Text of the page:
According to an MSN report, a Los Angeles Metropolitan Transportation Authority bus driver, whose name was not released, died of complications from COVID-19 recently. This 23-year employee became the first Metro employee to die of the disease caused by the novel coronavirus, but he’s not the first worker to be infected by it. Los Angeles’ Metro division has confirmed 100 cases of COVID-19 among employees, contractors and vendors.
The financial difficulties faced by the U.S. Postal Service are nothing new, but as reported by U.S. Postmaster General Megan Brennan in April, the COVID-19 pandemic is expected to increase the Postal Service’s net operating loss by more than $22 billion in the near term, threatening its ability to operate. This is not the only threat these employees face. As reported by Business Insider, the Postal Service has been hit by more than 1,200 confirmed cases of the novel coronavirus. More than 30 employees have died.
These essential services providers make up only a small portion of those that we rely upon to function as a nation. It may be a while before we can take full measure of the risks these individuals willingly take on in the performance of their jobs, but they need to be acknowledged whenever we can. “Thank you for your service” no longer only applies to our military.
One form of service provider that seems to have been totally overlooked, along with the important services they render, are hospital chaplains. As reported by American Magazine, a national weekly magazine published by the Jesuits of the United States and headquartered in midtown Manhattan, a combination of priests, religious brothers and sisters, and laypeople make up the roughly 2,500 Catholic hospital chaplains ministering in the United States.
“With the increased stress on doctors, nurses, tech workers and those keeping the hospital clean and functional, one chaplain has shifted his priorities, spending more time checking in on staff,” Michael J. O’Loughlin writes.
As Marie Coglianese, the regional director of spiritual care and education for three hospitals, points out, hospital chaplains are well experienced with uncertainty. “We live in that world, of people not knowing what’s going to happen to them.”
In the battle against COVID-19, public health workers spread across states, cities and small towns have made up what the Associated Press referred to as “an invisible army on the front lines.” According to The New York Times, in the past six months, hundreds of experimental vaccines for the new coronavirus have begun the development process across the globe. As some move into clinical trials, the health care community may soon be reinforced by potentially thousands of volunteers prepared to have an unproven coronavirus vaccine injected in their bodies.
According to the Times, several major players in the global race for a coronavirus vaccine took steps to move their research forward last week. One, developed by Inovio Pharmaceuticals, is the first clinical trial of a DNA vaccine for the novel coronavirus. Among those accepted for the phase one trial are Heather Wiley of Independence, Missouri, and her sister Ellie Lilly. How they, and others, respond to it will help determine the future of the vaccine.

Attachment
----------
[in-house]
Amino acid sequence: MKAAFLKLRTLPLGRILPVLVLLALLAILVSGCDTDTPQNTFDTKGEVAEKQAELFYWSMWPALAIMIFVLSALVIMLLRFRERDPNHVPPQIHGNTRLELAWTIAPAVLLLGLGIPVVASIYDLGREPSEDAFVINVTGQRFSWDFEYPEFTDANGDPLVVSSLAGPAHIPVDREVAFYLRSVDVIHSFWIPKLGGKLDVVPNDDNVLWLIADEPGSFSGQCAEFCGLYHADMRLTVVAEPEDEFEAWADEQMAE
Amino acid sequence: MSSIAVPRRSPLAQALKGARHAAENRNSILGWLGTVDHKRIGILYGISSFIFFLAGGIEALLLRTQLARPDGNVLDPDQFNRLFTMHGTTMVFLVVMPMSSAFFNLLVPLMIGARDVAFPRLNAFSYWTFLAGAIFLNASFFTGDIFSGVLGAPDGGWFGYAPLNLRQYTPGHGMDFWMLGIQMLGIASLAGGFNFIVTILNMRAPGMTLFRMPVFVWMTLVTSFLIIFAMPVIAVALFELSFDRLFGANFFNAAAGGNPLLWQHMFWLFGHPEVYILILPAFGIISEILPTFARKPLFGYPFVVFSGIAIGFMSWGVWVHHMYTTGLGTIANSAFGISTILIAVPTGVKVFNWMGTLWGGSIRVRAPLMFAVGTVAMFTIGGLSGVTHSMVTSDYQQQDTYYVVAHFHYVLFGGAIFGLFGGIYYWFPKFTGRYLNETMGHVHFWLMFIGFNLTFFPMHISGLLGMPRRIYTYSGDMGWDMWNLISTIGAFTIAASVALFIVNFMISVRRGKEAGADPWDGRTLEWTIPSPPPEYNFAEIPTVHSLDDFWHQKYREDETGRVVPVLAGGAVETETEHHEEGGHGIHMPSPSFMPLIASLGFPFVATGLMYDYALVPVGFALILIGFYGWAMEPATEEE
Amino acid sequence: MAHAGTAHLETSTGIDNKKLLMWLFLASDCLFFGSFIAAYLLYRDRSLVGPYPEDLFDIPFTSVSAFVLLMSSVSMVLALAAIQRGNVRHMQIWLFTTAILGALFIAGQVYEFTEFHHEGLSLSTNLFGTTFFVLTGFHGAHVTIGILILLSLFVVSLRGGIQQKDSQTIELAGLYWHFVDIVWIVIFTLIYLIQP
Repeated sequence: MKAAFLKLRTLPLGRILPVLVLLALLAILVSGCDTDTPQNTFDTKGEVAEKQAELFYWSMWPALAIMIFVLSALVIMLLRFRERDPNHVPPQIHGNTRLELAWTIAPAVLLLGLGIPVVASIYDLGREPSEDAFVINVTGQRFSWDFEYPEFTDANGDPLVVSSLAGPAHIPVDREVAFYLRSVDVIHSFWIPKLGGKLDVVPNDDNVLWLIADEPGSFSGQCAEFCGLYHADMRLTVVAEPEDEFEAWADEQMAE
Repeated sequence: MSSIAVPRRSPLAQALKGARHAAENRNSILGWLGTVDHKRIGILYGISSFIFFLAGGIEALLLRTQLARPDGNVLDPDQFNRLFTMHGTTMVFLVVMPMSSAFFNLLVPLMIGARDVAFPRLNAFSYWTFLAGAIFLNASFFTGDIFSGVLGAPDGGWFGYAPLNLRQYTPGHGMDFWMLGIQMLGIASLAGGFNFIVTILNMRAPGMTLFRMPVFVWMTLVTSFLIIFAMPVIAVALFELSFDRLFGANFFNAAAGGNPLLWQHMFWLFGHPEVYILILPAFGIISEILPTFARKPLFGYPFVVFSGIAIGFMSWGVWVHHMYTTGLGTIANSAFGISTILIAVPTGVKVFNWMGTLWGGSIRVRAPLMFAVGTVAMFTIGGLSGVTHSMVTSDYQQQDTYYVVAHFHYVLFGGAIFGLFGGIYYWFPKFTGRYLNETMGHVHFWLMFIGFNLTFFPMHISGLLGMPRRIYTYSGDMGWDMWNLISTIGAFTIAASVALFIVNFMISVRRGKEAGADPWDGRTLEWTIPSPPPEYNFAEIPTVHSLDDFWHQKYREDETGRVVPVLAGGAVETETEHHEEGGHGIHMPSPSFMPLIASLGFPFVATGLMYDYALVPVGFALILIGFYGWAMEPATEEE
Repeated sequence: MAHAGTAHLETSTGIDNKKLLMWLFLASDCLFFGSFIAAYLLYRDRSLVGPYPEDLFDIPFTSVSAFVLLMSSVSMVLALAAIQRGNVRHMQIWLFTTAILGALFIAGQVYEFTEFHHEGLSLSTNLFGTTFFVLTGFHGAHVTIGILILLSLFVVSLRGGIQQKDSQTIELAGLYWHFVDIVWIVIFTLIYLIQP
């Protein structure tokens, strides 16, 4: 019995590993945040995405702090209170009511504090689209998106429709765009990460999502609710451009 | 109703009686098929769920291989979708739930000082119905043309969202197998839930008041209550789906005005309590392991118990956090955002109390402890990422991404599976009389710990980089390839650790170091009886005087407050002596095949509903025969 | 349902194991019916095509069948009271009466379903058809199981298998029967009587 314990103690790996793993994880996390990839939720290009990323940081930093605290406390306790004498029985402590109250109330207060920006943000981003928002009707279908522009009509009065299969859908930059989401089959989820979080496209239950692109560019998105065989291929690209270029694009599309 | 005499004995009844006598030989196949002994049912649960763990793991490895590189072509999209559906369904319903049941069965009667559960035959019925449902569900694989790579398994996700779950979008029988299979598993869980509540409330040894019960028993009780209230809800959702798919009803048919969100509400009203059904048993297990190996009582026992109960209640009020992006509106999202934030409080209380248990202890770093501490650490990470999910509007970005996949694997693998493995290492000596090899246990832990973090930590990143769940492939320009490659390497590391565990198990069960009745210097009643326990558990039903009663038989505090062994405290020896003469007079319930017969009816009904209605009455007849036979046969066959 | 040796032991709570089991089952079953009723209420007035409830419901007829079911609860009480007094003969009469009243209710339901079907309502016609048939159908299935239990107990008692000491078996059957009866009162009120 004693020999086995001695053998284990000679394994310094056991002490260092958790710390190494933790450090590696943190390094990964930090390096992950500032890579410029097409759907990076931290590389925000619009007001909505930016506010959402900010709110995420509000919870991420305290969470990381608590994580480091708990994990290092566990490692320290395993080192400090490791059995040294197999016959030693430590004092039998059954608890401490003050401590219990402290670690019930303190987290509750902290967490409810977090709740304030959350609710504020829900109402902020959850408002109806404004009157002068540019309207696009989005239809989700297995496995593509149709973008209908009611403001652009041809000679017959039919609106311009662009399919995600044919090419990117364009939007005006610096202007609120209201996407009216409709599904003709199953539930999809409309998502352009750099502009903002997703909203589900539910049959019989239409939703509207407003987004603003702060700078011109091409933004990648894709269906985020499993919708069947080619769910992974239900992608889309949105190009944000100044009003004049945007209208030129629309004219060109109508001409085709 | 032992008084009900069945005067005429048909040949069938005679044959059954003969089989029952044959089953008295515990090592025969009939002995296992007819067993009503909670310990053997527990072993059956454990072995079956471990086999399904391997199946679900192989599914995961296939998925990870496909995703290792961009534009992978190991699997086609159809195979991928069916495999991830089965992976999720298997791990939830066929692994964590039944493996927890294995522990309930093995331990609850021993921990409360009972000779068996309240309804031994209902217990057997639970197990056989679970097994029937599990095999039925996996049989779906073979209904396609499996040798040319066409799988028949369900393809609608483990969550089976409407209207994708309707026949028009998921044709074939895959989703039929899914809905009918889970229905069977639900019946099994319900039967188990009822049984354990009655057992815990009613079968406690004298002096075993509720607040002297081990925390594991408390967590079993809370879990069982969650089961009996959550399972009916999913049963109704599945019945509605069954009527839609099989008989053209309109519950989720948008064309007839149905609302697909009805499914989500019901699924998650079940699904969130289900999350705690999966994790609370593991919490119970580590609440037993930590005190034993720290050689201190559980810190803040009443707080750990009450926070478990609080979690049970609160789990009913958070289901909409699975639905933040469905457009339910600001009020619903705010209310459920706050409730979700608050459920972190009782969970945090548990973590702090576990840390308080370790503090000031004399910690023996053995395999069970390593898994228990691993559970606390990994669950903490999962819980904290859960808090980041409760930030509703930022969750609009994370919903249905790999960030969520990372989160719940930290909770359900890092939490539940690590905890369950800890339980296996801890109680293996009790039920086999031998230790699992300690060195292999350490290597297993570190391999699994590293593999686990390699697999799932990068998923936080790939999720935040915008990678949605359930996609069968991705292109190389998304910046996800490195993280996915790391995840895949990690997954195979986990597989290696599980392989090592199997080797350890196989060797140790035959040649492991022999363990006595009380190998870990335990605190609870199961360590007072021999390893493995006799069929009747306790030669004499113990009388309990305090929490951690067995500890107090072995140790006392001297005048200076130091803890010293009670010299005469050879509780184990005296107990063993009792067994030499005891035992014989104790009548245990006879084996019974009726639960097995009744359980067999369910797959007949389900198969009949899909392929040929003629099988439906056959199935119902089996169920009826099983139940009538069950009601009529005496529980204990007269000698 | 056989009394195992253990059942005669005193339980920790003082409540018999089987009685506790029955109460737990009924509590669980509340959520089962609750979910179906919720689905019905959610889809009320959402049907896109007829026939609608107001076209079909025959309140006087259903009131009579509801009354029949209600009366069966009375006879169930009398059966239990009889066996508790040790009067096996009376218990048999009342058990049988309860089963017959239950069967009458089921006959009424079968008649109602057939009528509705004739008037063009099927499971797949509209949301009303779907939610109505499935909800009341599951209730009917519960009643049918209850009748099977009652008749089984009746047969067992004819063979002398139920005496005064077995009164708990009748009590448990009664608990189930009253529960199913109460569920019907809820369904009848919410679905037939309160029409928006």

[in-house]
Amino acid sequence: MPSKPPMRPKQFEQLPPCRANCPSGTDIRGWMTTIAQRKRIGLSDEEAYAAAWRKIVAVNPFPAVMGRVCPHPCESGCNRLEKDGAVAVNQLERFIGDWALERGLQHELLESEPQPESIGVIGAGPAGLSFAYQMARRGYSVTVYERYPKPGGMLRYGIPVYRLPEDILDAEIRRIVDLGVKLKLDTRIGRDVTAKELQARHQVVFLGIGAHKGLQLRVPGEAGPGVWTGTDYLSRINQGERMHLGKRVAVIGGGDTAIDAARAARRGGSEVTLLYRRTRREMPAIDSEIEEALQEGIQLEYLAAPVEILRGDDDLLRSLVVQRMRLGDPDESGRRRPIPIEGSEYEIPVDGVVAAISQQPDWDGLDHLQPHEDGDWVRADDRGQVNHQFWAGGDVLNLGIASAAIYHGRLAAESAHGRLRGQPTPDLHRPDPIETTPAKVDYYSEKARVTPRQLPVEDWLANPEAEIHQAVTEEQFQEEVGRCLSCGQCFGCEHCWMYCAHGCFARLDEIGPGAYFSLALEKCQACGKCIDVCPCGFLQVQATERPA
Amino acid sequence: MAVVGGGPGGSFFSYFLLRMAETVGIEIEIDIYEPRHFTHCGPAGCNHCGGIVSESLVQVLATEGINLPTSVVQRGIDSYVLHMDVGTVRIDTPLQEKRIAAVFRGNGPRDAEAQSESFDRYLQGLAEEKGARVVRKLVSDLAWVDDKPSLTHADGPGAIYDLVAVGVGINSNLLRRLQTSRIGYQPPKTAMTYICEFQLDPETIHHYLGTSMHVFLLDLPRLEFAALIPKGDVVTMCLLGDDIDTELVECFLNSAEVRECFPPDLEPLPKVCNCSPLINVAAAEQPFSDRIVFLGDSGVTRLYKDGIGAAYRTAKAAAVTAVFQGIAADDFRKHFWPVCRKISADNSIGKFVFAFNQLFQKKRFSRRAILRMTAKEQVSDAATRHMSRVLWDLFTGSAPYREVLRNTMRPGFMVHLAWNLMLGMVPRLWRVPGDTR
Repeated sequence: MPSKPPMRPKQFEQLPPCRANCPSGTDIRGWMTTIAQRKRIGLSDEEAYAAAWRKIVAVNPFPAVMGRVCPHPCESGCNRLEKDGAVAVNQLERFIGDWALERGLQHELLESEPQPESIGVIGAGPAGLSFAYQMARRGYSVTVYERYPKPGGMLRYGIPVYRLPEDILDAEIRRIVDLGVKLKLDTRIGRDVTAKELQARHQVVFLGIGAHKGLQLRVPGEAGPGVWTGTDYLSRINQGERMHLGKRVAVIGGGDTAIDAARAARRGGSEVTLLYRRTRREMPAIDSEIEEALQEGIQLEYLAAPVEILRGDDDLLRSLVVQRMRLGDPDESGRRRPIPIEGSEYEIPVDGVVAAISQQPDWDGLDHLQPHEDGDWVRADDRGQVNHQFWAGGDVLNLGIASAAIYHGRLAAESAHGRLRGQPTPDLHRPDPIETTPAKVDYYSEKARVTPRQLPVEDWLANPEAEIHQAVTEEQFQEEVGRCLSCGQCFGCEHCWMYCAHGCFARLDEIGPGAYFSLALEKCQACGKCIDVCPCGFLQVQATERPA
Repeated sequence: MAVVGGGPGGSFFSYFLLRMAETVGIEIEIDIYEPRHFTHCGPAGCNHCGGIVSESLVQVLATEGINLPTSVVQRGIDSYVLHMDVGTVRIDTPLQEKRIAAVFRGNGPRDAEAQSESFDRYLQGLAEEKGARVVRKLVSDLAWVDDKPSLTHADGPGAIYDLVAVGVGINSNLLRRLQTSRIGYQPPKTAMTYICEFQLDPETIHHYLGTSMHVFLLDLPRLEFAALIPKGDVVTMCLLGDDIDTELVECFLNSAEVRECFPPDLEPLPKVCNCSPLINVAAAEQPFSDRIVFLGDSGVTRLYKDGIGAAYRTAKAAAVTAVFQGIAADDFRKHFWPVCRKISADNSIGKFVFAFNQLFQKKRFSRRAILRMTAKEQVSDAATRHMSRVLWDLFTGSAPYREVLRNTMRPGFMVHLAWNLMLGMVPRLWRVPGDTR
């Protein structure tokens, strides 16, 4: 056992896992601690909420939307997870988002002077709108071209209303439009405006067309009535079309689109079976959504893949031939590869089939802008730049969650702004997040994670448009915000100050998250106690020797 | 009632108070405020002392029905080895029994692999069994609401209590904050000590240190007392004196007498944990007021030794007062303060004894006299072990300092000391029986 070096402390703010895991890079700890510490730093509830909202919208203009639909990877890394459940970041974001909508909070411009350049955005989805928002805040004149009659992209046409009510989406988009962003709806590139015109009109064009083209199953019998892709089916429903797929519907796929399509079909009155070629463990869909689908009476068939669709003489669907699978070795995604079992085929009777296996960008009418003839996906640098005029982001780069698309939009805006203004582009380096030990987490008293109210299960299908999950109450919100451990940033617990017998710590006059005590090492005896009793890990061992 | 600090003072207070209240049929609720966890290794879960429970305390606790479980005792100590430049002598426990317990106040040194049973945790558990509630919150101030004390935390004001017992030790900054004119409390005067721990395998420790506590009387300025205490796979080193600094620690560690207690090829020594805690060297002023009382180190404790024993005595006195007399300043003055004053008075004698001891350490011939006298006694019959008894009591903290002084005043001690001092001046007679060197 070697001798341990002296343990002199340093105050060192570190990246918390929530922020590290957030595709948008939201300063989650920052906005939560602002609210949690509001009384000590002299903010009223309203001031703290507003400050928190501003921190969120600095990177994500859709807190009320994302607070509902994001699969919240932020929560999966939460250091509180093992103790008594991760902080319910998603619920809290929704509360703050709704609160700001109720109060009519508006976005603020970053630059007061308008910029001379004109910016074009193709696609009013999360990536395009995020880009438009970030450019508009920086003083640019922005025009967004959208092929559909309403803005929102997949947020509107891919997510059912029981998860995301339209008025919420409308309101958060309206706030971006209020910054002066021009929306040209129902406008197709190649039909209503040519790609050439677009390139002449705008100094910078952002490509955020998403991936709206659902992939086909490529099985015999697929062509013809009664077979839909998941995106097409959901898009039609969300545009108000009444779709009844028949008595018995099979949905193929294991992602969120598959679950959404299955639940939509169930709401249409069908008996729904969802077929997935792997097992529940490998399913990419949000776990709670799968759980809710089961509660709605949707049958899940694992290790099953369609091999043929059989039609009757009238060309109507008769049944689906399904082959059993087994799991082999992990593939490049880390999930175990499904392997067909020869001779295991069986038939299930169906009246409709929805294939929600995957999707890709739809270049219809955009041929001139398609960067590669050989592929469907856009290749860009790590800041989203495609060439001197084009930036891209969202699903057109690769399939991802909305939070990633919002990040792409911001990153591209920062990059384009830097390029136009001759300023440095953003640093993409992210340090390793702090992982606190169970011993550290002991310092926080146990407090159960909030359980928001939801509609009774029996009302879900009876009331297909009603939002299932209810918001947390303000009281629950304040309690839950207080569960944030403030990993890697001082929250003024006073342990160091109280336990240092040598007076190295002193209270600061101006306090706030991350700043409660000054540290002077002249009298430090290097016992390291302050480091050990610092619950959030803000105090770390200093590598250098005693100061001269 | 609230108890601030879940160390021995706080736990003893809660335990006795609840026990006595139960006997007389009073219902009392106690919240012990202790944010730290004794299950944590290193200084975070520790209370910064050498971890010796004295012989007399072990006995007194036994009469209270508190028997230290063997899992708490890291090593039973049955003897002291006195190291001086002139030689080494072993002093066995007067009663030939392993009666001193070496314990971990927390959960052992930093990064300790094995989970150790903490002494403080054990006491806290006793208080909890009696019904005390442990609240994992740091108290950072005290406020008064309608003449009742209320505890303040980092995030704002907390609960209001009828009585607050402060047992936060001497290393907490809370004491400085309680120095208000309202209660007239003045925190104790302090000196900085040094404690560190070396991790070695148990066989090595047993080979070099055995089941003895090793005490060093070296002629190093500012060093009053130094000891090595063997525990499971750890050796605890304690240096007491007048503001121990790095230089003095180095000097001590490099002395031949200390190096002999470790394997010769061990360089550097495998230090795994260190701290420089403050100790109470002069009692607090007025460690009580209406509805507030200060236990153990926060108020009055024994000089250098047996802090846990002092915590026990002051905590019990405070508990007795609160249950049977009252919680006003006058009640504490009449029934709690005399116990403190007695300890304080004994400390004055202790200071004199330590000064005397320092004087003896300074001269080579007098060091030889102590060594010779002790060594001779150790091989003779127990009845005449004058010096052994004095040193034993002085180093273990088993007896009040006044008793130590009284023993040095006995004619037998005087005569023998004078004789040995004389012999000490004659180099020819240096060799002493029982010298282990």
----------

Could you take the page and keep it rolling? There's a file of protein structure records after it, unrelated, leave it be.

“I’m not a health care worker; I’m not an essential worker,” Wiley tells the Times. “But I’m healthy, so I can do this.”
“These vaccines’ ability to advance will depend not only on science and funding, but also on the willingness of tens of thousands of healthy people to have an unproven solution injected into their bodies,” the Times points out.
If the DNA vaccine makes it to market, it would also become the first DNA vaccine for any disease. “The first hint of whether anyone in the trial developed the coveted antibodies, which would suggest that the vaccine might be helping the immune system, won’t come until Inovio releases that data later this month,” the Times reports. “This data will influence whether the vaccine dies in the first stage, as most vaccines do, or whether it moves on.”
Should the exploration move on, researchers would next inject thousands of people with the vaccine and thousands more with a placebo. “No one would be intentionally exposed to the coronavirus,” the Times writes. “By studying rates of infection of the two groups, the researchers could draw conclusions about the effectiveness of the vaccine.”
As reported by NBC News, Moderna, a Cambridge, Massachusetts-based biotech company and the first company to start coronavirus vaccine trials in humans, stated recently that it plans to start its phase three trial in July. It will involve 30,000 volunteers. Johnson & Johnson is also working on a vaccine and has announced that it expects to start its human trials in July. According to NBC, the Defense Department’s largest biomedical research lab, the Walter Reed Army Institute of Research, selected a vaccine candidate for further study and aims to start trials in humans later this year.
In a wide-ranging news conference last week with Dr. Anthony Fauci, director of the National Institute of Allergy and Infectious Diseases, noted that vaccines are widely regarded as the best hope of stopping or at least slowing the pandemic, adding he was “almost certain” more than one trial would be successful.
As to the current state of the pandemic, he was quite clear: “It isn’t over yet.”
• Write to Chuck Norris at firstname.lastname@example.org with questions about health and fitness.
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